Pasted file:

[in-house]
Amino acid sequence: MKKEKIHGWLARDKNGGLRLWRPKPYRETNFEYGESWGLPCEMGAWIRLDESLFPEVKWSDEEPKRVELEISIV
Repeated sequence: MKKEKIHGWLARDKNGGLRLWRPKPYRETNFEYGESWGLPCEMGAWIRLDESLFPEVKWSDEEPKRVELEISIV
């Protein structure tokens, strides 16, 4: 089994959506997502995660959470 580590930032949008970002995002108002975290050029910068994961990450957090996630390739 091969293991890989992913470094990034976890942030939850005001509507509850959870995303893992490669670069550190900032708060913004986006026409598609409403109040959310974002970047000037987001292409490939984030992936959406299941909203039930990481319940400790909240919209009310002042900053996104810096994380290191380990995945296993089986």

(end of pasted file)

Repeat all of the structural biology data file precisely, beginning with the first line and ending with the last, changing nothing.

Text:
[in-house]
Amino acid sequence: MKKEKIHGWLARDKNGGLRLWRPKPYRETNFEYGESWGLPCEMGAWIRLDESLFPEVKWSDEEPKRVELEISIV
Repeated sequence: MKKEKIHGWLARDKNGGLRLWRPKPYRETNFEYGESWGLPCEMGAWIRLDESLFPEVKWSDEEPKRVELEISIV
């Protein structure tokens, strides 16, 4: 089994959506997502995660959470 580590930032949008970002995002108002975290050029910068994961990450957090996630390739 091969293991890989992913470094990034976890942030939850005001509507509850959870995303893992490669670069550190900032708060913004986006026409598609409403109040959310974002970047000037987001292409490939984030992936959406299941909203039930990481319940400790909240919209009310002042900053996104810096994380290191380990995945296993089986």